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Do I Need Algebra II?


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“What level of math should I complete before I take the SAT?”

Every year I have juniors tell me they can’t take the SAT because they are “only” in Algebra II. They’ve heard the SAT includes math through Algebra II and are worried about taking the SAT before completing the course.

It is true that the SAT includes concepts taught in math through Algebra II, the course the College Board assumes most juniors across the country will be taking. But the Algebra II concepts tests on the SAT are basic and most students will have learned them in Algebra I or the first semester of Algebra II.

Officially the College Board doesn’t divide questions according to the course in which the material would be taught. Instead they group questions according to concepts. Here’s what the College Board says about Algebra:

Just over a third of the mathematics questions address the following concepts:

  • Substitution and simplifying algebraic expressions
  • Properties of exponents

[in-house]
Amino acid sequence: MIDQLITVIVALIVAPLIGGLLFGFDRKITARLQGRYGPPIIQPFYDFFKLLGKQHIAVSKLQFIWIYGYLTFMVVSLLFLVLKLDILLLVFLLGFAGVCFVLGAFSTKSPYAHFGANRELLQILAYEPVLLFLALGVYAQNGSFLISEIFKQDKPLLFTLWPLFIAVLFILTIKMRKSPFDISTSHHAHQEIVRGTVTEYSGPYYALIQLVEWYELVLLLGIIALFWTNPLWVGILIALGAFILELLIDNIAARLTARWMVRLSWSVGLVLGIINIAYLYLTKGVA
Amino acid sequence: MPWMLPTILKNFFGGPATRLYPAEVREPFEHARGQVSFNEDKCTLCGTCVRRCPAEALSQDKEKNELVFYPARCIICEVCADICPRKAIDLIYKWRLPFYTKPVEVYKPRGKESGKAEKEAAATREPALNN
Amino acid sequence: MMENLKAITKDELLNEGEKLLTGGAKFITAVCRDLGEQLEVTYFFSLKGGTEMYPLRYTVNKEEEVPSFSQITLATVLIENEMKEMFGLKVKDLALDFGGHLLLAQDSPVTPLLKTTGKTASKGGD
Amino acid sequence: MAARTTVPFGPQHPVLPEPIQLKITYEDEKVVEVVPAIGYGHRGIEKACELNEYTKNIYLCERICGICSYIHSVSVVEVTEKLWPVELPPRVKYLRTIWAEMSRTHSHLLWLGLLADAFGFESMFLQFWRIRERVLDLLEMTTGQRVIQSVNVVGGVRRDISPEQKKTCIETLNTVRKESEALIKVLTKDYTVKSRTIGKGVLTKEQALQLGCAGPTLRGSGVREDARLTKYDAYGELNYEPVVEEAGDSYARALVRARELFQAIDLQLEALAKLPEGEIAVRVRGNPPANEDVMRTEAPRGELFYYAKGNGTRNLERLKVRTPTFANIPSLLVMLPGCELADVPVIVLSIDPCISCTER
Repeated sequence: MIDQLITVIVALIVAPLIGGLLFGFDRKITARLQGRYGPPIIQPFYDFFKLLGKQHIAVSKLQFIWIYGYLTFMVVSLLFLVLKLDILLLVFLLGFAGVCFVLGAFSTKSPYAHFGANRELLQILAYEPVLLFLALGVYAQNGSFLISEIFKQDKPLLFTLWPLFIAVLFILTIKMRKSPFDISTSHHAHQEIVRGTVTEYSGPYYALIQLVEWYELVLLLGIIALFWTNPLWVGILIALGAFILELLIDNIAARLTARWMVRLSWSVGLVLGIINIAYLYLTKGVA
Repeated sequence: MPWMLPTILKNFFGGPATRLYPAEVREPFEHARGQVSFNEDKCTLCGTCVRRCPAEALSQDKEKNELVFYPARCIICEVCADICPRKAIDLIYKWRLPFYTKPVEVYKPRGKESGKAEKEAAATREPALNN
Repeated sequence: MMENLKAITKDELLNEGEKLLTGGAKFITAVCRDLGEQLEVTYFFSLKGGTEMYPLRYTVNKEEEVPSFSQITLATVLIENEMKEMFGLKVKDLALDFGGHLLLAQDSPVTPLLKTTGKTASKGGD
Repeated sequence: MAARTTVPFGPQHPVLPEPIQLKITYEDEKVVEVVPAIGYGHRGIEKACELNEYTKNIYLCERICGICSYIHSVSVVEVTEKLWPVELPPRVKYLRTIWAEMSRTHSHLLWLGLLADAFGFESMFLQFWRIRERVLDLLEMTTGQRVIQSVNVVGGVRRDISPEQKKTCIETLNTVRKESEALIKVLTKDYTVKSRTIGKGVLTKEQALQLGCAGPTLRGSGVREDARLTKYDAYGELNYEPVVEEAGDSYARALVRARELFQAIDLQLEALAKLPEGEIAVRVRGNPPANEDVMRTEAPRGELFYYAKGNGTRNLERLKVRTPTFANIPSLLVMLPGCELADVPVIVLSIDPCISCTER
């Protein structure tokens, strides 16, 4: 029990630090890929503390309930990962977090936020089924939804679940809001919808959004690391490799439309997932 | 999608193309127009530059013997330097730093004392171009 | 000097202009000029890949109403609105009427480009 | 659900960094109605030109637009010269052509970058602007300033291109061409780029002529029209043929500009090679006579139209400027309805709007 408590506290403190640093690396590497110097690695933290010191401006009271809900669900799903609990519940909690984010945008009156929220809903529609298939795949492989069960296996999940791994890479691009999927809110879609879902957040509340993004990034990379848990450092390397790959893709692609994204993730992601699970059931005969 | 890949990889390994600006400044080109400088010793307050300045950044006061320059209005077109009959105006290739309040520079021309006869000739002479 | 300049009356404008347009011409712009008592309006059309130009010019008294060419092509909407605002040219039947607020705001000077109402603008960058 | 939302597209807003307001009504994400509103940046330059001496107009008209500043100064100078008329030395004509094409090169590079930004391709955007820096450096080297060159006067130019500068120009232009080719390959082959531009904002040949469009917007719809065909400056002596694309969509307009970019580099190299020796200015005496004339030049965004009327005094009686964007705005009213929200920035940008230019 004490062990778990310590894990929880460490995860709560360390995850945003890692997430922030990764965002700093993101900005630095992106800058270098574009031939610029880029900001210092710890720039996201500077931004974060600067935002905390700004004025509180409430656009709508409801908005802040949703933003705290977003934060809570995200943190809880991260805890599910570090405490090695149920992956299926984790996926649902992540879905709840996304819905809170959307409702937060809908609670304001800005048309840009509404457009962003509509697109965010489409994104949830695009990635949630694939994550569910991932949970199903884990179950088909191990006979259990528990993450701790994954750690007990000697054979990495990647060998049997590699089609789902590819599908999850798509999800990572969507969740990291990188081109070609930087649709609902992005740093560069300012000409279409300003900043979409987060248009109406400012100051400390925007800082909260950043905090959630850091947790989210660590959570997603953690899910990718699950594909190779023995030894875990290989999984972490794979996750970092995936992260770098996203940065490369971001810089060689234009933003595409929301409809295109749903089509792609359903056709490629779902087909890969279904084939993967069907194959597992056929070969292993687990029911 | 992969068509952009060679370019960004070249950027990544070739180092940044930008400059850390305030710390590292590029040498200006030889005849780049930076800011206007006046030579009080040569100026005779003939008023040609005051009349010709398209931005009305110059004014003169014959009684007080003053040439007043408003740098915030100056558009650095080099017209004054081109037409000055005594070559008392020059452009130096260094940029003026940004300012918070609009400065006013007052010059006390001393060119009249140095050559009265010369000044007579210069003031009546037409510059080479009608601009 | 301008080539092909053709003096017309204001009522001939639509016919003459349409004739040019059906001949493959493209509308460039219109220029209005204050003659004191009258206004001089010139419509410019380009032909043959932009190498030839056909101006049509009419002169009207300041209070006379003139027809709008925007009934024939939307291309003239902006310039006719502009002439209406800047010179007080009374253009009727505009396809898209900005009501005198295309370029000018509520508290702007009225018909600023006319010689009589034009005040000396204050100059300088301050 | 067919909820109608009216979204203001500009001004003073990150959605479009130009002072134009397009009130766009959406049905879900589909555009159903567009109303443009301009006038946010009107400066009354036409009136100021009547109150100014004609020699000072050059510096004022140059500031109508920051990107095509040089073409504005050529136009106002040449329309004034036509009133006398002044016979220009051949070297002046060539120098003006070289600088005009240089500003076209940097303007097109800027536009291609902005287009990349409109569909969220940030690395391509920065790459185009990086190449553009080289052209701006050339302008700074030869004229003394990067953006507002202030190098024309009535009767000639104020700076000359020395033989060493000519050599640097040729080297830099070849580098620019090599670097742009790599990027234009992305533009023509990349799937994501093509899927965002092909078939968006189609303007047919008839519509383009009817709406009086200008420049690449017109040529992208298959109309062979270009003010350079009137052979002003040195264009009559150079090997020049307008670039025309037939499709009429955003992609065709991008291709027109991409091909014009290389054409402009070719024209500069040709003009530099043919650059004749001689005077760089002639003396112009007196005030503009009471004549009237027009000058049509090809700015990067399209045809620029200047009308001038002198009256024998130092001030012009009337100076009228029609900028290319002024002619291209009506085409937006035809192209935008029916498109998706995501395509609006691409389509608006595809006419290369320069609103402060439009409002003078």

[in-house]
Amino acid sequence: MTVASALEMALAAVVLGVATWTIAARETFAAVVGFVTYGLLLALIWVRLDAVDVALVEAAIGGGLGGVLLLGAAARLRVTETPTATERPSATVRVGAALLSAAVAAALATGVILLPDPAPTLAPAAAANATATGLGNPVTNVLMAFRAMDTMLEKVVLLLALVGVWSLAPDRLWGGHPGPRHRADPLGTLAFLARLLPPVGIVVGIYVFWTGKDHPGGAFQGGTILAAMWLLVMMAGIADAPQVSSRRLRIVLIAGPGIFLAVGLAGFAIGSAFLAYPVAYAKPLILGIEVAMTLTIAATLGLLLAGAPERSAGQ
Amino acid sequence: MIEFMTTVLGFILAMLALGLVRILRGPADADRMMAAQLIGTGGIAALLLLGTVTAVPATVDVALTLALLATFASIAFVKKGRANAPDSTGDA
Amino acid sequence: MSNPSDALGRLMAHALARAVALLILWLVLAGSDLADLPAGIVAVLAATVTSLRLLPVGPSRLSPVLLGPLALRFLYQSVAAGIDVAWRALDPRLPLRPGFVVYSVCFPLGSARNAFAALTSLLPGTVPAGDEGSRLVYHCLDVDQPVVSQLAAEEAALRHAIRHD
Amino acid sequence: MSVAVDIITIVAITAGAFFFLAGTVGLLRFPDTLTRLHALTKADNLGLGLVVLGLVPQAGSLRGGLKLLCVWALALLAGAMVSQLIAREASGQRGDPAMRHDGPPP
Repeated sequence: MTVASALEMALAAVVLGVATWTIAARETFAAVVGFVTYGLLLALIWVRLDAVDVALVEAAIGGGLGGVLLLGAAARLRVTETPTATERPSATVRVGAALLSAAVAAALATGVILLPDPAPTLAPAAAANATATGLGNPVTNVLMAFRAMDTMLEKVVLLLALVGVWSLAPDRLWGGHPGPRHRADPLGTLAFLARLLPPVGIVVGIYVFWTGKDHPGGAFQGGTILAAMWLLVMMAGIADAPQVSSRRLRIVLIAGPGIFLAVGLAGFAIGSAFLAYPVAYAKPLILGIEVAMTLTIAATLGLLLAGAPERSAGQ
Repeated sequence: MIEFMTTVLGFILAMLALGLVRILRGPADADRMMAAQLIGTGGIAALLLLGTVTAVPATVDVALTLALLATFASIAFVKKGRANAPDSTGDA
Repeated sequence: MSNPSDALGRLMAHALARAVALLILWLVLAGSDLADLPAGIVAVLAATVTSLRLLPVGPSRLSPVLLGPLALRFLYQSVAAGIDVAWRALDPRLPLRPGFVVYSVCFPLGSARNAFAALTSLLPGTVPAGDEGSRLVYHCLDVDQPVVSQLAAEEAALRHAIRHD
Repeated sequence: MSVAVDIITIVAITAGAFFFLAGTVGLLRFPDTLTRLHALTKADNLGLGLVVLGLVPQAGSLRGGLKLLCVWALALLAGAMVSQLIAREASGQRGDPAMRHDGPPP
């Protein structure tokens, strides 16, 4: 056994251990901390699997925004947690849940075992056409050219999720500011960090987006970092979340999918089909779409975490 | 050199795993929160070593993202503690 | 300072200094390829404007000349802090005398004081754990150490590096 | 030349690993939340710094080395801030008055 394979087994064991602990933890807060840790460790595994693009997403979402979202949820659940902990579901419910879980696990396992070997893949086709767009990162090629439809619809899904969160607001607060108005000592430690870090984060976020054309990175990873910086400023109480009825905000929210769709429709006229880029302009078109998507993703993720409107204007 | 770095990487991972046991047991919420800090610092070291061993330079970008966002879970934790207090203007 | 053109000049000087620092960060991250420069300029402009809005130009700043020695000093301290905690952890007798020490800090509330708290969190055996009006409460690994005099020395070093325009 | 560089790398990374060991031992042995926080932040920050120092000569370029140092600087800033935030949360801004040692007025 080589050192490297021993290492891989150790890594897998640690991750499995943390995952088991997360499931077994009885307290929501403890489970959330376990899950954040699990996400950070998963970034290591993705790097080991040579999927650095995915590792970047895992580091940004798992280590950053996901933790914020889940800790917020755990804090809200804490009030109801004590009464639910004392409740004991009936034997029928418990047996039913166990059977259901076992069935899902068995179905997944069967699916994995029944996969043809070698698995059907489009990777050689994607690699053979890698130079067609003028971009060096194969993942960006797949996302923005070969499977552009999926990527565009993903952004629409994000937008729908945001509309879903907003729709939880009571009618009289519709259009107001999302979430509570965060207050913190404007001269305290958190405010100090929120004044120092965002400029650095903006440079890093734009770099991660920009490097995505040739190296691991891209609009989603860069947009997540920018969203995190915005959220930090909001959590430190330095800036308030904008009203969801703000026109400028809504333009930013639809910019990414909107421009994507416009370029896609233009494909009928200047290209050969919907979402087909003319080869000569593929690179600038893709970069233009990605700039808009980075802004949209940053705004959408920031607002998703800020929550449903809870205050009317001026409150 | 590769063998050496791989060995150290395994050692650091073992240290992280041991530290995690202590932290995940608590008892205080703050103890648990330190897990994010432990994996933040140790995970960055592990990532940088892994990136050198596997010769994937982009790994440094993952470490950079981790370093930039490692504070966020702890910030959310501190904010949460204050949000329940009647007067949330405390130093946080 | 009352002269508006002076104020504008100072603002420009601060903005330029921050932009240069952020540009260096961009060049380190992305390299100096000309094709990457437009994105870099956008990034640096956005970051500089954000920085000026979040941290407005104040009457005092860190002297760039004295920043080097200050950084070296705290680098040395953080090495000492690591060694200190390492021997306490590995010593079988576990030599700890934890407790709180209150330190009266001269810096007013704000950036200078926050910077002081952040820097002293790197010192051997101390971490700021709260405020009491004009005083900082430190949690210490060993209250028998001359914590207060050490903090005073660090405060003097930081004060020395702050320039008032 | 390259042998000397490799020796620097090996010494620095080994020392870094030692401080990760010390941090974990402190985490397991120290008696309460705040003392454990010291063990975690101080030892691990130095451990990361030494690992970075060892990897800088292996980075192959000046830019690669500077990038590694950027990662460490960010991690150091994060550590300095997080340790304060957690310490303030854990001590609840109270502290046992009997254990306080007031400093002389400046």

• Algebraic word problems
  • Solutions of linear equations and inequalities
  • Systems of equations and inequalities
  • Quadratic equations
  • Rational and radical equations
  • Equations of lines
  • Absolute value
  • Direct and inverse variation
  • Concepts of algebraic functions
  • Newly defined symbols based on commonly used operations

In my experience, students have been exposed to all these concepts in Algebra I. The underlying question really is about a student’s confidence and ability. In my area, stronger math students take Algebra I in 8th grade and by junior year are taking Pre-Calculus. Students who struggle in math wait a year to take Algebra I and by junior year are only beginning Algebra II. So the math class represents a struggle with concepts and skills more than it is a lack of information needed to solve questions.

To answer the question, you should take the SAT for the first time your junior year no matter what level of math you are taking at school. It is more important to complete your first attempt at the SAT than to finish an entire year of Algebra II.

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